Maybe you heard about something called a “poor man’s copyright” in a writer’s group, on an internet forum or from your college English teacher. It refers to a method of copyright protection that involves mailing a copy of your work to yourself and leaving it unopened, in order to establish both the date of its creation and ownership.
The idea behind this method is that if you ever need to prove that you created the work in question, you can use the unopened envelope with the postmark as evidence in court that the work is really yours. While this method may seem like a simple and inexpensive way to protect your work, it is neither reliable nor effective. It’s just a very pervasive myth.
It Doesn’t Prove What You Probably Think
The date on the postmark only proves that the envelope was mailed on that date – not that the contents of the envelope were created on that date. The method also does not establish ownership of the work, since you could potentially mail yourself a copy of someone else’s original work in order to try to claim ownership rights.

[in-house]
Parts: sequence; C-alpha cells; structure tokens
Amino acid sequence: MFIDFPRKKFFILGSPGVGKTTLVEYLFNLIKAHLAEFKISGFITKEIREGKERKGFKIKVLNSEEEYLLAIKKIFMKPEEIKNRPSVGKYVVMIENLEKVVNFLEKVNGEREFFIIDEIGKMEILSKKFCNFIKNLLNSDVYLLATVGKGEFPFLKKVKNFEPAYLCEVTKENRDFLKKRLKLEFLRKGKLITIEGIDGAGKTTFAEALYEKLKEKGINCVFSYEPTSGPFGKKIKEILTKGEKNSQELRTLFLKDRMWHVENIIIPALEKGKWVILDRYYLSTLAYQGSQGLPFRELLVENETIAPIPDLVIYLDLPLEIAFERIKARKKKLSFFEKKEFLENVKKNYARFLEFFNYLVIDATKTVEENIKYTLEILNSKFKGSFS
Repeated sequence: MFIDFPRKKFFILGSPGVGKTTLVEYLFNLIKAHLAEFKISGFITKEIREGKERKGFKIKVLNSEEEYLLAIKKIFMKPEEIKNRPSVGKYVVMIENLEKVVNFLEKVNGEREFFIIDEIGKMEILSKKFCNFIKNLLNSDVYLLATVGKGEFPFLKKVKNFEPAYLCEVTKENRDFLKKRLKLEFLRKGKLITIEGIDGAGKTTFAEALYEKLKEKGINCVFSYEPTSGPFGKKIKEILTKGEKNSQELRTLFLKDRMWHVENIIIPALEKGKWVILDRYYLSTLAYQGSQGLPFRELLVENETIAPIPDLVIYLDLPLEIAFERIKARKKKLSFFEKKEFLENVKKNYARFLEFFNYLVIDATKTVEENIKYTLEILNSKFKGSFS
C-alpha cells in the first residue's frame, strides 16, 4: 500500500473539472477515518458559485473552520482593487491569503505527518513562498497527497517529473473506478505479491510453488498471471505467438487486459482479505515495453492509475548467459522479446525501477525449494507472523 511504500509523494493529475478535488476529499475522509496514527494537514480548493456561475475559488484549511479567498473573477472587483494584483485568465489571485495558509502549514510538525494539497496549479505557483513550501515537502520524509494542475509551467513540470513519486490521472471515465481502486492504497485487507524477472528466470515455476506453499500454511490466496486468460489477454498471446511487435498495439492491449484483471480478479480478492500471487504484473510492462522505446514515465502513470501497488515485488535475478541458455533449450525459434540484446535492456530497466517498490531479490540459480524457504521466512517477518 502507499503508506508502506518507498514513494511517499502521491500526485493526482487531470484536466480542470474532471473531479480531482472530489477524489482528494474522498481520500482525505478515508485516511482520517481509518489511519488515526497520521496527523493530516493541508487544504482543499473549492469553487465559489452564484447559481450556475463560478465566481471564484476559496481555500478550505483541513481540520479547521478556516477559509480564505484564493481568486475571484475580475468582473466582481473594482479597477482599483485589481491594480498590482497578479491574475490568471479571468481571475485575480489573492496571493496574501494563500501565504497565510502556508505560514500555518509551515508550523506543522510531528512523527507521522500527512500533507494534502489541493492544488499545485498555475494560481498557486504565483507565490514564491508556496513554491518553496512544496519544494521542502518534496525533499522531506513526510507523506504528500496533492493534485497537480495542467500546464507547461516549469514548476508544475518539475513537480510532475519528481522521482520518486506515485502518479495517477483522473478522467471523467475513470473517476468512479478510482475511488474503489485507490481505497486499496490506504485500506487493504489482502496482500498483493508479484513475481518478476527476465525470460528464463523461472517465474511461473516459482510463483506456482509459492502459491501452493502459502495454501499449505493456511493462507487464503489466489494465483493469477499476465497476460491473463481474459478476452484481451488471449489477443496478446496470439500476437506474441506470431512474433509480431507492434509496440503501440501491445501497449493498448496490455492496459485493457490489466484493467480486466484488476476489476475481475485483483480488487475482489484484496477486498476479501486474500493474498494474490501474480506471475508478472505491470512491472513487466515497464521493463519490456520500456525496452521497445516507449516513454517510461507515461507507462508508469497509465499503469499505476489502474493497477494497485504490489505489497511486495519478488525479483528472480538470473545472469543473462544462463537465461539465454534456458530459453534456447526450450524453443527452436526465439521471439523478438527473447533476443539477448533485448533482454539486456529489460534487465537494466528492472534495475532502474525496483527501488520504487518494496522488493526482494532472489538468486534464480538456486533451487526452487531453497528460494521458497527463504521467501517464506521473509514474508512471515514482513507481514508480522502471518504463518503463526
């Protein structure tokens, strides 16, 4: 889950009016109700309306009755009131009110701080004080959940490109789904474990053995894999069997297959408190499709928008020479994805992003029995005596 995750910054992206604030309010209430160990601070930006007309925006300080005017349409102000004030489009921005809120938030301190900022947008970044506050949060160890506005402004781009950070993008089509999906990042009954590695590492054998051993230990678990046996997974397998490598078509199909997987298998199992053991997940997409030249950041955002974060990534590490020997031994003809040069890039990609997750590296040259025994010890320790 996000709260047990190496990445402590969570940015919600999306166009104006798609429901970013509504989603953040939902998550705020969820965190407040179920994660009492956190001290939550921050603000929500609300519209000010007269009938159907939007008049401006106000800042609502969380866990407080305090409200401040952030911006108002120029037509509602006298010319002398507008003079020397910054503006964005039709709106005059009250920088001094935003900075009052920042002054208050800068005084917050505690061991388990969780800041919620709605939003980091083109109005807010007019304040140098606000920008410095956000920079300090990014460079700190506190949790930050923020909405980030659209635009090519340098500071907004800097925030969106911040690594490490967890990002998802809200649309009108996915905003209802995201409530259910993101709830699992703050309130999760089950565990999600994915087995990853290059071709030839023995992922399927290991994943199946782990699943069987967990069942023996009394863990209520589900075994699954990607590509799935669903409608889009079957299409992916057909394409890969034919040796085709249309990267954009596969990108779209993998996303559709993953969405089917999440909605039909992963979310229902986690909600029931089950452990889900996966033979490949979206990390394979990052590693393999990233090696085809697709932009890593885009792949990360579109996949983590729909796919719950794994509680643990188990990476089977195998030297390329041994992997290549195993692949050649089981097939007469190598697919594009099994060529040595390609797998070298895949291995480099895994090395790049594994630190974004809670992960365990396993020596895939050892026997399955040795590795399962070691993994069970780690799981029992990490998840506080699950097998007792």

Technically, you hold the copyright to any original work the moment that you create it – but that doesn’t mean you’re well-protected. The most effective way to protect your work from misappropriation, theft or abuse is to register it with the U.S. Copyright Office.
This provides a legal record of your ownership of the work – and it also gives you the right to sue someone for infringement and either actual or statutory damages when your work is used without your consent. The statutory damage rule means that you do not have to prove actual losses as a result of the infringement to obtain compensation.
While the poor man’s copyright method may seem like an easy and inexpensive way to protect your work and “better than nothing,” it is always best to learn more about intellectual property rights from an experienced professional.